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The Need to Understand Connectivity in an Evolving Workspace

There’s a great deal of discussion at the moment about the future of working as businesses and employees reflect on the shift in working practices many of us have experienced in 2020. How these lessons transfer into the future of the way we work will be up to the business, but assessing the performance of connectivity will be essential for an ever-evolving workspace.

Connectivity requirements for office buildings and enterprise sites grows more complex everyday and for facilities managers and those analysing site coverage, strong insight into in-building service will become increasingly crucial. More and more companies, led by the likes of PwC, are retiring landline phones from their office desks in the face of BYOD practices, increasingly flexible working arrangements and a “Mobile First” mentality. There are definite advantages to this approach in terms of both operational savings and employee preference, but it places a more pressing need on ensuring voice services are well provisioned across the estate.

But it’s not all about connectivity for people, the buildings themselves are increasingly dependent on strong mobile service as businesses increasingly invest in IoT solutions. This is unlocking a range of positive benefits in terms of efficiency and productivity with 70% of SMEs already looking at or using IoT platforms to improve current products and 52% see it as a springboard for launching new services (BT Business). Outside of product use cases, IoT is being increasingly used to identify ways of reducing the overheads associated with managing an office facility. This can include everything from improving energy efficiency to coordinating the occupancy of meeting rooms, but those tasked with implementing these systems need to ensure their connectivity provisions are able to support them.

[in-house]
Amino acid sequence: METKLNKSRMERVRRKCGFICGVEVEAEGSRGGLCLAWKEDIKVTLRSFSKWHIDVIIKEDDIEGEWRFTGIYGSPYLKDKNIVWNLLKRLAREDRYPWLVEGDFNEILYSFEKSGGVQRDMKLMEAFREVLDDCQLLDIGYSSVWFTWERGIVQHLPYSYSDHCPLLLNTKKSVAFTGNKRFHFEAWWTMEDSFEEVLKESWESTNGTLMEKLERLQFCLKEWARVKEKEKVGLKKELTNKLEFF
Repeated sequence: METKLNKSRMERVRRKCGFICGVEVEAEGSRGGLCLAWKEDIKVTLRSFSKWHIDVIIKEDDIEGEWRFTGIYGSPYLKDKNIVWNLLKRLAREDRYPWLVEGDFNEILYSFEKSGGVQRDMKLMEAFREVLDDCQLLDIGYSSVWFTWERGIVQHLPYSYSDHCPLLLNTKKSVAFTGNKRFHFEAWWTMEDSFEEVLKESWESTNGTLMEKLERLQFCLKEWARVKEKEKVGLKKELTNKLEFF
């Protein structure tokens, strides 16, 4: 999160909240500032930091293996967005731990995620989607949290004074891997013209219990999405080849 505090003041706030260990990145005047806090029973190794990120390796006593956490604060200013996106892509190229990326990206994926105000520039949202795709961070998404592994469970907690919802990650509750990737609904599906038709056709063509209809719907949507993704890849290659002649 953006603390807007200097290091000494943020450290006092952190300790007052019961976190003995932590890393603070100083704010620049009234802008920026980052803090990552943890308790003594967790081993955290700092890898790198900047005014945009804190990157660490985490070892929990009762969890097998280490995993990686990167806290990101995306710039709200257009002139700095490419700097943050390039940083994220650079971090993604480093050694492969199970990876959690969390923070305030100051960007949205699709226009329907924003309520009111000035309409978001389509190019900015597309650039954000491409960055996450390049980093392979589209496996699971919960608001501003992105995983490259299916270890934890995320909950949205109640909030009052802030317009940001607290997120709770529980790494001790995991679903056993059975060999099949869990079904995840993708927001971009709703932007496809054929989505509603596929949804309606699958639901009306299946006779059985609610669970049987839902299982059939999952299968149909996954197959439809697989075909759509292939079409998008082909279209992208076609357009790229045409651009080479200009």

No two buildings are the same and it can be difficult to understand if mobile service is operating at an acceptable level due to the nature of its geographical location, number of floors and even the specific materials used in its construction. Certain locations within office complexes, such as simulation labs or lecture halls, will likely have a higher dependency on connectivity that can cause significant disruption when it doesn’t meet demand. This creates the need to understand service levels by rooms and areas and not just the estate as a whole. Having this information will prove essential when it comes to making cost-effective improvement decisions regarding any required rollout of Wi-Fi hotspots or DAS systems.

Our consulting team, working in conjunction with analysis tools such as our MobileSiteSurveyor application, can help both operators and facilities managers gain greater insight into in-building service by mapping received service directly against floor plans and blueprints.  

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References  
- 72% of customers will share a positive experience with 6 or more people – Esteban Kolsky
- 1 in 3 customers will leave a brand they love after just one bad experience while 92% would completely abandon a company after 2/3 negative interactions
-  PwC 40% of consumers now prefer self-service over human contact – Steven Van Belleghem  

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